The solar installation was built in cooperation with energy supplier E.On and sits on top of the plant’s two logistics centres. Its 36,400 solar cells cover an area of 160,000 sq.m, providing up to 12MW. The array on the roof of the plant buildings in Brussels is a bit smaller, at 37,000 sq.m.
Patrick Danau, managing director of Audi Brussels, commented: “We see this as an obligation to society that pays off for all sides.” A spokesperson said that the solar arrays are generally seen as investment into future competitiveness.
All five of Audi’s own assembly plants have been using renewable energy since the start of the year. Some plants that are shared with other VW group brands will follow a little later, aiming for 2023 in Europe and 2030 in the rest of the world. Audi’s plant in San José Chiapa in Mexico switched to renewable energy at the start of the year, from Mexican energy company Ammper, which owns a solar array that it built in the state of Chihuahua. The VW brand inaugurated the 9.5MW, 130,000 sq.m solar plant for its Chattanooga, Tennessee, back in 2013.
For BMW, solar power was part of the plan when the plant in San Luis Potosi, Mexico, was built. The facility opened in 2019, along with an onsite solar plant constructed and operated by BayWa Renewable Energy. Covering 71,532 sq.m, it powers the assembly building, or around 20% of the plant’s total energy demand. The rest is green energy that’s bought in.
The BMW group has pledged to only purchase green energy from the end of 2020, while also generating its own renewable electricity, through a wind farm at Leipzig, a methane gas system at Spartanburg, and photovoltaic systems at Shenyang, San Luis Potosí and the Mini plant in Oxford.
Volvo, too, is big on solar, having installed 15,000 panels at its Ghent factory on the way to making its global manufacturing operations carbon neutral by 2025. The Belgian plant supplements that with 11% wind power, while Volvo’s Chengdu, China, operations switched to 100% renewable energy earlier this year.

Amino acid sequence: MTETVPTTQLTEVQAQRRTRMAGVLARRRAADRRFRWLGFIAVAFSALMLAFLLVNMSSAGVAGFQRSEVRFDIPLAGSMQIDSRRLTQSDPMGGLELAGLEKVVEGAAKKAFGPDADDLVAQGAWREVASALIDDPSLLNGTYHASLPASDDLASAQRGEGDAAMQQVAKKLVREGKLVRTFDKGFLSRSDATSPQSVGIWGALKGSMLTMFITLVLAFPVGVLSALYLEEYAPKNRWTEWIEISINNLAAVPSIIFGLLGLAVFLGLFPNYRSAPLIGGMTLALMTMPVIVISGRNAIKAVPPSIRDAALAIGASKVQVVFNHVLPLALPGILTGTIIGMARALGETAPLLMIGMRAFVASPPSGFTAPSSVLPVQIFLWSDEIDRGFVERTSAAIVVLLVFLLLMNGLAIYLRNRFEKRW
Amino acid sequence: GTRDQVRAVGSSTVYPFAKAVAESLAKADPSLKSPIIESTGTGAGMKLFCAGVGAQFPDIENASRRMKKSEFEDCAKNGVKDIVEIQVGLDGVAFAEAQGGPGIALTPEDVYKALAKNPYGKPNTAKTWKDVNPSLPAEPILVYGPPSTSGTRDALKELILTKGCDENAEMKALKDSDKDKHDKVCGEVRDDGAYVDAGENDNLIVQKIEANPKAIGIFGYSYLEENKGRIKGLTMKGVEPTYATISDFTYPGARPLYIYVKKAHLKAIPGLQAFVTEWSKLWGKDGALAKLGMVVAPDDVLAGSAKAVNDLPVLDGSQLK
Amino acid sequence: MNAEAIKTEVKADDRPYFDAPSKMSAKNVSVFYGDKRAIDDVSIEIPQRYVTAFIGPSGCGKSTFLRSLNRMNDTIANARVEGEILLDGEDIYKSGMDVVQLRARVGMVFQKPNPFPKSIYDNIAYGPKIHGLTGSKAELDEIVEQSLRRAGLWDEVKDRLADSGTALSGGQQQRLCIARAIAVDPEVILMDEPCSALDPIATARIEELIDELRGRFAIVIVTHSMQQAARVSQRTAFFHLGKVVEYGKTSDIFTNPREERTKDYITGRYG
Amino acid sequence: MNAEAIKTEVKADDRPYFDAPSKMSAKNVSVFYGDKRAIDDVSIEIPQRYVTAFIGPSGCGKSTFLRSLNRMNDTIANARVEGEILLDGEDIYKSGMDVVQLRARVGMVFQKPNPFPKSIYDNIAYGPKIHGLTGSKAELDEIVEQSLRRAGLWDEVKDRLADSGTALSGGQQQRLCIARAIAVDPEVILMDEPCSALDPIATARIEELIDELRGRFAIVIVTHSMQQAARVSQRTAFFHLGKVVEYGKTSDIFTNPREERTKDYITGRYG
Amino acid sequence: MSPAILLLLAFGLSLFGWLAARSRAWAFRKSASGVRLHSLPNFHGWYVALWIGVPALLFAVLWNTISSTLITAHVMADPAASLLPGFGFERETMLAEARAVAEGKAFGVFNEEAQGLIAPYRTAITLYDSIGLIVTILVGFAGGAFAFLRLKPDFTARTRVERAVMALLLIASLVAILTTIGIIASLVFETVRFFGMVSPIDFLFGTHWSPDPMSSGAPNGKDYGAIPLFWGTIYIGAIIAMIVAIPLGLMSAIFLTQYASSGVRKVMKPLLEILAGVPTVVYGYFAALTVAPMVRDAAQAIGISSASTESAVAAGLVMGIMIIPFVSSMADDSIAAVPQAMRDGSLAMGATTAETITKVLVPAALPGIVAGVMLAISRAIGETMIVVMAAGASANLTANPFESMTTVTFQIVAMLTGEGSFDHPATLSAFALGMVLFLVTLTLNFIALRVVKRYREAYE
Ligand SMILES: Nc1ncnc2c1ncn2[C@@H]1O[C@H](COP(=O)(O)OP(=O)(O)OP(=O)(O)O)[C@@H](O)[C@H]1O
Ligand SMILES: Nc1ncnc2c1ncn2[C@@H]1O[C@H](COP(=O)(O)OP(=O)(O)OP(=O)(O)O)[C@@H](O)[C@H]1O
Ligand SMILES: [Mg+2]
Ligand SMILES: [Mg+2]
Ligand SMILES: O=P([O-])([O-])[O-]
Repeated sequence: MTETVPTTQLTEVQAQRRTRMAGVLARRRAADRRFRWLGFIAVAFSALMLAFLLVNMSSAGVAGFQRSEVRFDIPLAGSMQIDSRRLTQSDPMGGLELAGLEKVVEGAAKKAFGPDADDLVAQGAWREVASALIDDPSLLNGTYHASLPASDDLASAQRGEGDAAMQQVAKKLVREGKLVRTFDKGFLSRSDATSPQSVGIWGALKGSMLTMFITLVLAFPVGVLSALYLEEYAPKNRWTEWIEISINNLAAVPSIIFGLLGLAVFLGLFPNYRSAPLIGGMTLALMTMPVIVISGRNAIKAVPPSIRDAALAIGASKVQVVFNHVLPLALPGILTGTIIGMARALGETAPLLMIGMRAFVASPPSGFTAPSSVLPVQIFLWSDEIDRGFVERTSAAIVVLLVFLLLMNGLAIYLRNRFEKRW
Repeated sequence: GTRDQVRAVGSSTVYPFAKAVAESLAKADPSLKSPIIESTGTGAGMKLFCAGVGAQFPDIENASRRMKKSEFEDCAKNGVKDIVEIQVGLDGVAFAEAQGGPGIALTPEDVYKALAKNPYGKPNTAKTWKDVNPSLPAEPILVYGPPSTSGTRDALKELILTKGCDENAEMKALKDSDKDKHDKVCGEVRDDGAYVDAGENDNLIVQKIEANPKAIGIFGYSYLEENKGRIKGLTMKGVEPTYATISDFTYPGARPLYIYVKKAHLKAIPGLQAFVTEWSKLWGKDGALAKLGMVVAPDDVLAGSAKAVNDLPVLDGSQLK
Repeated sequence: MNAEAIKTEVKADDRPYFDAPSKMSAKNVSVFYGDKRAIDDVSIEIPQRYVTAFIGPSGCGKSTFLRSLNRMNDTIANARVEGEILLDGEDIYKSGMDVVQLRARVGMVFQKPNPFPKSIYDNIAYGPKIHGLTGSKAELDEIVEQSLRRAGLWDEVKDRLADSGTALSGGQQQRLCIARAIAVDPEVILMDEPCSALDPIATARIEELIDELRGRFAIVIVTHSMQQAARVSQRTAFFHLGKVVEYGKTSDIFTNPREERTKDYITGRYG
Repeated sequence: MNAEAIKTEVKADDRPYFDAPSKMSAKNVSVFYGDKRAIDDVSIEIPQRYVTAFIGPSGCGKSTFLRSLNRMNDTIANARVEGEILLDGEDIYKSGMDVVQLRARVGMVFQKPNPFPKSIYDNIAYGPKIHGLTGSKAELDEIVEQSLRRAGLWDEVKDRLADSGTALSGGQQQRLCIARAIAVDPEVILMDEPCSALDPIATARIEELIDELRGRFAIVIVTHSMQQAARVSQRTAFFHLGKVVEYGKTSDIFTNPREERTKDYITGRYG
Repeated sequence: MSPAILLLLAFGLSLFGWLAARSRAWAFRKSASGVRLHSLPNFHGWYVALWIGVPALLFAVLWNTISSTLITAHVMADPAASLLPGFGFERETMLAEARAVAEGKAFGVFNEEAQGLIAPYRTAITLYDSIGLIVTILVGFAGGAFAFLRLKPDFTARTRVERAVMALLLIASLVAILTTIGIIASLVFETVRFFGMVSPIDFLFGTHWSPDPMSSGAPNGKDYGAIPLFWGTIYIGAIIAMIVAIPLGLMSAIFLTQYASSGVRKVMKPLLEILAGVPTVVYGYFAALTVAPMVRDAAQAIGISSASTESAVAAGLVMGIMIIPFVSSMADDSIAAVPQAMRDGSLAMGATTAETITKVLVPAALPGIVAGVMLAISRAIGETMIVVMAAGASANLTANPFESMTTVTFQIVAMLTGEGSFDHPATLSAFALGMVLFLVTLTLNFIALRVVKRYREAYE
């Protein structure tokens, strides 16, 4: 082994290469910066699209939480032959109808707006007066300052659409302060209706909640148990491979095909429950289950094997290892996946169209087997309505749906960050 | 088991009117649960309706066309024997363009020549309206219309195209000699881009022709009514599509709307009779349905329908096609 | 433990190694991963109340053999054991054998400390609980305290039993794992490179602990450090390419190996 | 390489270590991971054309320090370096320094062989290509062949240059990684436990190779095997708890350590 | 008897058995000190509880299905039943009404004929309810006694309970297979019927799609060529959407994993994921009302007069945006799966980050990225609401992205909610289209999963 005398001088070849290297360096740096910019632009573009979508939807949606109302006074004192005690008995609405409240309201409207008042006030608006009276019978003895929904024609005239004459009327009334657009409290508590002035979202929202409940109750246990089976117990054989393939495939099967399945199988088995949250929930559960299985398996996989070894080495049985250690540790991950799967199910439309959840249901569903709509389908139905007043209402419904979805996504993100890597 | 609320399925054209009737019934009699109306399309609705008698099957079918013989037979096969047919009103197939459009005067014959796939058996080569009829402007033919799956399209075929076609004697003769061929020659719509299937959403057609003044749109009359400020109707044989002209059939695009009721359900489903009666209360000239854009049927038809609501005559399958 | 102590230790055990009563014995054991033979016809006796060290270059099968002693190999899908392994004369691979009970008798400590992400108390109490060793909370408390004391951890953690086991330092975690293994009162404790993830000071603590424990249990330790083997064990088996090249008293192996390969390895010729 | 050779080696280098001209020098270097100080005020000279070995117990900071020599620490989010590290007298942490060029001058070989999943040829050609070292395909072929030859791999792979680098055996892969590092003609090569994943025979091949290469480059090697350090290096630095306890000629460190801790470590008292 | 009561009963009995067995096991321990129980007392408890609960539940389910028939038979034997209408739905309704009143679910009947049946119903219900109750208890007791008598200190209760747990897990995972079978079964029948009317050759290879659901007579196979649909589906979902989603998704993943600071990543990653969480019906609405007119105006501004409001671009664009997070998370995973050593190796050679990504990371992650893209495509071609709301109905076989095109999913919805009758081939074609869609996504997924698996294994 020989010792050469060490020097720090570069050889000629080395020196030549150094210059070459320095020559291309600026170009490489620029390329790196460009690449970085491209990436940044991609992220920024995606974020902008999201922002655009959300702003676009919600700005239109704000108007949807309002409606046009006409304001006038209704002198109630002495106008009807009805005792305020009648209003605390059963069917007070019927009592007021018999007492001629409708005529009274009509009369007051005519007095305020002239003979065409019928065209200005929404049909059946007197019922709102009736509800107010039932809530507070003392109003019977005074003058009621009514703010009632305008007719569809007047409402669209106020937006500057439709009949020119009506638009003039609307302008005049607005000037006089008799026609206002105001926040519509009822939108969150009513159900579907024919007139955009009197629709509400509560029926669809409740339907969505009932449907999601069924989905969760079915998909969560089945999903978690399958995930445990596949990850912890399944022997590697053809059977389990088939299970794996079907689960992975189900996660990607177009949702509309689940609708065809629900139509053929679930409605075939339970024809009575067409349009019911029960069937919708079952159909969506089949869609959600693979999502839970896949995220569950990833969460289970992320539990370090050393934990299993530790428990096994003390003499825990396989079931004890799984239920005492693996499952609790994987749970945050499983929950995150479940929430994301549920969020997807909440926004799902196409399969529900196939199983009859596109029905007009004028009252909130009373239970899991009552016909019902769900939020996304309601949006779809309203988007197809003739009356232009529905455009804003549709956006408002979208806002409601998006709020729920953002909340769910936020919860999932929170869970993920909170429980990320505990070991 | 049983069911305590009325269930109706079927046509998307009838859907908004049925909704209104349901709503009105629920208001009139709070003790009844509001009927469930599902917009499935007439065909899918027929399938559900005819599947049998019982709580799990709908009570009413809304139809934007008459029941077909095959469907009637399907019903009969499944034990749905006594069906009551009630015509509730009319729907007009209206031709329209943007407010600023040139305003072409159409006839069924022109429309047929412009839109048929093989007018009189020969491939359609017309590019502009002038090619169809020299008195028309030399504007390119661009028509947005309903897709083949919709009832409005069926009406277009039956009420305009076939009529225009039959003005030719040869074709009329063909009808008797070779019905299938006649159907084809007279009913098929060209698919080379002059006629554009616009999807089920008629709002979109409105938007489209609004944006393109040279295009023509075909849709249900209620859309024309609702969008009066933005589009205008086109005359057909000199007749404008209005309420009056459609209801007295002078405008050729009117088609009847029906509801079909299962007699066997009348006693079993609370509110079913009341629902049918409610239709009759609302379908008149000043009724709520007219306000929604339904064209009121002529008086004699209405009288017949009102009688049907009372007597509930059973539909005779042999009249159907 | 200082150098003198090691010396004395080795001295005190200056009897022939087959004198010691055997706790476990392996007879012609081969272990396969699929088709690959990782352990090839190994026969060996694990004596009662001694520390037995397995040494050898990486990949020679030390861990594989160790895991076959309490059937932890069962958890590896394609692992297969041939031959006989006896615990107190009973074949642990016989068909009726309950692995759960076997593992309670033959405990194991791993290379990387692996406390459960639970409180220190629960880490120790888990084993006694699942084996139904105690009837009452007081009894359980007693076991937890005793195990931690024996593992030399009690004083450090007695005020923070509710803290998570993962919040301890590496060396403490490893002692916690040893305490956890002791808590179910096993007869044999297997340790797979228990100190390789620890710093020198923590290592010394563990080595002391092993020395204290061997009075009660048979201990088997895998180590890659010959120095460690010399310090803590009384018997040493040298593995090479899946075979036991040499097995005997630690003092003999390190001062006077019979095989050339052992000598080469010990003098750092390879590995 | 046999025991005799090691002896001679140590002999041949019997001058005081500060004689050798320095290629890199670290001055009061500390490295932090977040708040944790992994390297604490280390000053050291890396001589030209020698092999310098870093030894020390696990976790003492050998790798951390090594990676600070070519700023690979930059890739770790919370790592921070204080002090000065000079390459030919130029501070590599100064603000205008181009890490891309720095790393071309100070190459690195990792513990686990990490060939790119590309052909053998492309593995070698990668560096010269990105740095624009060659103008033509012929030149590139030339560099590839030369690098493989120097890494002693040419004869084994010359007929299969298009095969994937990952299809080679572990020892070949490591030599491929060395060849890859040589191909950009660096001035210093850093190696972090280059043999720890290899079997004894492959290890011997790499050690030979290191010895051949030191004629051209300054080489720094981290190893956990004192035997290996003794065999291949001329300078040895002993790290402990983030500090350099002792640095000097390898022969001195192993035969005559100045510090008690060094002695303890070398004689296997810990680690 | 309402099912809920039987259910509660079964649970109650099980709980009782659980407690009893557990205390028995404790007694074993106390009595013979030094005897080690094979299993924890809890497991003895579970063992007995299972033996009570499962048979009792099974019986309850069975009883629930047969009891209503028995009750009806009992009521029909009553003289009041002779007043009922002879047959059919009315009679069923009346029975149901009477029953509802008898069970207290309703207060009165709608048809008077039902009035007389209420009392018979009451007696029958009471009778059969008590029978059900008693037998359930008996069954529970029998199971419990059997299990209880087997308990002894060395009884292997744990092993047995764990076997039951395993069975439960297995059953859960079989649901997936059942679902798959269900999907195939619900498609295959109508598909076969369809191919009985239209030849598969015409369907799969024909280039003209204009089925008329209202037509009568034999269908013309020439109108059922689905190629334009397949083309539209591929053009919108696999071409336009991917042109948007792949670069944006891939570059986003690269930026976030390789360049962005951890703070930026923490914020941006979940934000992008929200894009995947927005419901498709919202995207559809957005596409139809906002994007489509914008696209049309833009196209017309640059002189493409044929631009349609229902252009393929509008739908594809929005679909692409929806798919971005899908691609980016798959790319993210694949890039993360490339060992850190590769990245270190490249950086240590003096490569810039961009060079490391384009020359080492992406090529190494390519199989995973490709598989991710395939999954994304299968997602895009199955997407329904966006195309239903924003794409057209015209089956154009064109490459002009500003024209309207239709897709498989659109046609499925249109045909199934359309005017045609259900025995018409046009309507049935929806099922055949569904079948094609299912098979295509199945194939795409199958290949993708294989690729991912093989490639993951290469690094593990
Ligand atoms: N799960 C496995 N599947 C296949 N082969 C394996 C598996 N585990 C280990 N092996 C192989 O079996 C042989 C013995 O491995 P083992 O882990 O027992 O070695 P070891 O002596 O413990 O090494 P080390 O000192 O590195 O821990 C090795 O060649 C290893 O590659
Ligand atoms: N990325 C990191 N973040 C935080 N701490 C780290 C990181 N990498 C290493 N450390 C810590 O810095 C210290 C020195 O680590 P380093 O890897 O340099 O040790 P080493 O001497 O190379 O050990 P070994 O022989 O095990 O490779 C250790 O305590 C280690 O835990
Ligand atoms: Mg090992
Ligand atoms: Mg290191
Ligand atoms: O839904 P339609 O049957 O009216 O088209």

Javier Varela, head of manufacturing and logistics at Volvo Cars, said: “Our ambition is to reduce our carbon footprint through concrete, tangible actions. Securing a fully renewable electricity supply for our largest plant in China is a significant milestone and underlines our commitment to taking concrete, meaningful action.”
Even some smaller players like Bentley are using solar power to decarbonise manufacturing. Last year, FlexiSolar installed 10,000 solar panels over one of its car parks at its factory in Crewe, creating what it calls a ‘solar car port’. FlexiSolar said it was able to install the panels in sections, so that the car park remained usable during the installation work.
Together they put out 2.7MW, cover 16,426 sq.m, and could save 3,300 tonnes of CO2 per year. Including the 20,815 panels that were installed on the roof of the factory in 2013, Bentley gets 7.7MW from its own solar arrays. Thanks to the solar arrays, the Crewe plant achieved carbon neutrality later that year and was reaccredited in October this year